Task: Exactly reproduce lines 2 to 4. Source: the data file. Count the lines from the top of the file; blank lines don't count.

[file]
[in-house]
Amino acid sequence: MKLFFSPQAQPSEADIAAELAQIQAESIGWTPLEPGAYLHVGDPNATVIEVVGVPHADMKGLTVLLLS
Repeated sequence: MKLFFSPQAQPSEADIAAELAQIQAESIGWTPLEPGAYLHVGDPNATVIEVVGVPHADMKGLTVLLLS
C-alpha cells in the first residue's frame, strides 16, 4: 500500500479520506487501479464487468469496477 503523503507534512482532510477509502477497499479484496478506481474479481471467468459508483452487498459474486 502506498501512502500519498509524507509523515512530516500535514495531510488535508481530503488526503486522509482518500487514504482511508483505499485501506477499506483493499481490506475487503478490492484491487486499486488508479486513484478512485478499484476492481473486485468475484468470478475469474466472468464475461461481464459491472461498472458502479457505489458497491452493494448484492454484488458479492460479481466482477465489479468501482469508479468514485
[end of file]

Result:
Amino acid sequence: MKLFFSPQAQPSEADIAAELAQIQAESIGWTPLEPGAYLHVGDPNATVIEVVGVPHADMKGLTVLLLS
Repeated sequence: MKLFFSPQAQPSEADIAAELAQIQAESIGWTPLEPGAYLHVGDPNATVIEVVGVPHADMKGLTVLLLS
C-alpha cells in the first residue's frame, strides 16, 4: 500500500479520506487501479464487468469496477 503523503507534512482532510477509502477497499479484496478506481474479481471467468459508483452487498459474486 502506498501512502500519498509524507509523515512530516500535514495531510488535508481530503488526503486522509482518500487514504482511508483505499485501506477499506483493499481490506475487503478490492484491487486499486488508479486513484478512485478499484476492481473486485468475484468470478475469474466472468464475461461481464459491472461498472458502479457505489458497491452493494448484492454484488458479492460479481466482477465489479468501482469508479468514485